Scott Kitun: A Story Of Faith, Hustle & Entrepreneurship
Stories of entrepreneurship can be as gripping as superhero origin stories. The grind, the hustle and the hard-fought journey to the top inspire us to get back on the horse and try again in our own right. No one knows that fight better than Scott Kitun, CEO & Host of Technori, a media outlet for Chicago startup companies to share their stories and join an entrepreneurial community.
A friend of Scott’s gifted him a personalized song to celebrate his own special story of entrepreneurship and to recognize his well-earned success after such a long and arduous journey.
As with those origin stories, his is an inspiring tale that will motivate entrepreneurs on any stage of their journey. Whether you’re studying undergrad and wondering what to do when you graduate or you just closed another round of funding for your startup, give his song a listen and give his story a read.
We’re sure you’ll walk away ready to take on the world.
“If you were to break the story of Technori into twelve or so chapters, each one would represent a different year in my life where I developed some skill without which none of this would be possible. In the last six months, all that finally came together in the biggest “aha” moment of my professional career.”
The Hero’s Journey
“My whole life is sort of this big mash of things that don’t make sense. I started off in commercial real estate after graduating from college at Marquette and I hated it. I was good. I managed around a million square feet of property. I was really good at fixing and flipping these nuisance properties that were probably going to get foreclosed on. I had this knack for fixing up things that had potential, but just didn’t look like it. Part of that process was learning to work around leases and contracts. I hated it. I was going to go to law school, but instead ended up going to Northwestern for my Master’s Degree in innovations and communications management. I didn’t want to be in real estate anymore, but I still liked that sort of design way of strategy thinking that I used while in real estate.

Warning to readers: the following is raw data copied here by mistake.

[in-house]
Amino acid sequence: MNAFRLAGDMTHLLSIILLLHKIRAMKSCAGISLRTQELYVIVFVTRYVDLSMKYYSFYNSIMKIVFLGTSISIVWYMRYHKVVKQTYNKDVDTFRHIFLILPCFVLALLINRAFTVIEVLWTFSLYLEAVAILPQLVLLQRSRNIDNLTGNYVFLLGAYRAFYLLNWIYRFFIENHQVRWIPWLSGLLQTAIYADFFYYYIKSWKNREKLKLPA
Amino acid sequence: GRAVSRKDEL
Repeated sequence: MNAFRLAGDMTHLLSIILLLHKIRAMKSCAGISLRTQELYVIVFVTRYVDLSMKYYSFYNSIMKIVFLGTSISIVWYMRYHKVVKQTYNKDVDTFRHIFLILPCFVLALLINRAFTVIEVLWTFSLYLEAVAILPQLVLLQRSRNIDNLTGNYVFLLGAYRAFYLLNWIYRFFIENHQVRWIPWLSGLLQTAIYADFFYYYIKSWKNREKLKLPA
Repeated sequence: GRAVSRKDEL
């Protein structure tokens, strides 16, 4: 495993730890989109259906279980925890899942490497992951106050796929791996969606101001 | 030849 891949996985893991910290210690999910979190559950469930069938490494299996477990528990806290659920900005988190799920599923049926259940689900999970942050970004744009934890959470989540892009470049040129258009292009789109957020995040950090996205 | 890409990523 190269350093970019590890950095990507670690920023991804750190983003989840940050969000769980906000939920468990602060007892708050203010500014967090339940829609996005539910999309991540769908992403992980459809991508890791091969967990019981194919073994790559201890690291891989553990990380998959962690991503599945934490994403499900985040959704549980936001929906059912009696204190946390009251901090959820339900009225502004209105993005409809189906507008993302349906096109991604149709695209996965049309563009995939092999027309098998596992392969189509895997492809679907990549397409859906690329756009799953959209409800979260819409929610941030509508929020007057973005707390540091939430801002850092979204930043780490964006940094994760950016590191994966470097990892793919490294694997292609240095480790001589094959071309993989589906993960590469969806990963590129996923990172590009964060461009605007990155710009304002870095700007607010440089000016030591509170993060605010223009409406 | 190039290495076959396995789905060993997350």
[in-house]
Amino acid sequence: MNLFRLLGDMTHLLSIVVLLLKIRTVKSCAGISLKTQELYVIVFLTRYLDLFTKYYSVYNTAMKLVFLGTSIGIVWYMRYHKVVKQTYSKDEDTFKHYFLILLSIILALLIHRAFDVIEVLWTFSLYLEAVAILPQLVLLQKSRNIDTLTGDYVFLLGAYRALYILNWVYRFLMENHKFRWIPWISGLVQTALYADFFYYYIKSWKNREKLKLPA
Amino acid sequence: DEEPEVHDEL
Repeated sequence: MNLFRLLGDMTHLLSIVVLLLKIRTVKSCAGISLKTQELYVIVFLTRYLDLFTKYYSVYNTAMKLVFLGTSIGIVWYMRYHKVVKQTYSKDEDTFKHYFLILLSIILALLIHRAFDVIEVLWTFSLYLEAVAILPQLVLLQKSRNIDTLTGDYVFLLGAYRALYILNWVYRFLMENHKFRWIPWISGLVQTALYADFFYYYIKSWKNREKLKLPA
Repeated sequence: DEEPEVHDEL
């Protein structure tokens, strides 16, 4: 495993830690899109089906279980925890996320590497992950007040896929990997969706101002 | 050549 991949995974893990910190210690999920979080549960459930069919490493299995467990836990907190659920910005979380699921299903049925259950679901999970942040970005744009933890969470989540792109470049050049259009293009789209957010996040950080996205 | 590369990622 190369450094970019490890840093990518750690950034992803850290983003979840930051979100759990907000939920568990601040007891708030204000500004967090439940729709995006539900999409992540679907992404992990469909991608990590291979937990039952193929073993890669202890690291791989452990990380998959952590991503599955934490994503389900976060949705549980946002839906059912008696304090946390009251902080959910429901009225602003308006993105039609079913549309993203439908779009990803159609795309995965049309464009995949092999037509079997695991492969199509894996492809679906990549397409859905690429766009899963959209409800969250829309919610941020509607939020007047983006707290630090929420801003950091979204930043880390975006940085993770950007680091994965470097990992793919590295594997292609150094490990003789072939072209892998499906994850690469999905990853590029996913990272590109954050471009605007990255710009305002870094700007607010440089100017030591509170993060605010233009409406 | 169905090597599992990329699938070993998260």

Then, I got hooked on a project at Northwestern. It was a company in the media space that was bringing their YouTube channel into South America, and there were millions of millions of people who were on it. I had no idea. I did not pay attention. So I started getting into it, started taking classes and started leveraging networks Honestly, as I was working on this, I started to fall in love with how social networks work, how the media works, how people listen and engage with media, and by looking at all the current media stations and platforms out there, determining where the future is going. It was apparent this was about to blow up, but somehow I just hadn’t known until I got into it. So, at any rate, the program at Northwestern ended, and I ultimately started another program at Northwestern for another Master’s Degree so I could stay on the project. I ended up going into Media Management, because I was thinking, well between Kellogg and Medill, I’ll learn the business side of how how this media channel works. I had no idea where I was going with this, but I knew it would all work out. Anyways, as I was finishing up at Medill, I decided I wanted to start my own company. I wanted to do innovation for other companies. I want to basically keep doing projects just like this but for other companies.
So I started a consulting company with equity partners, which ultimately didn’t work how I thought it would. The business model I had was really good, but the people I had to execute it just weren’t. One of my first clients that I got was WGN. I realized through starting my own company that there was, and still is, an entrepreneurial swell going on in Chicago, so I created for them a show talking about entrepreneurs called Tomorrow’s Business Today.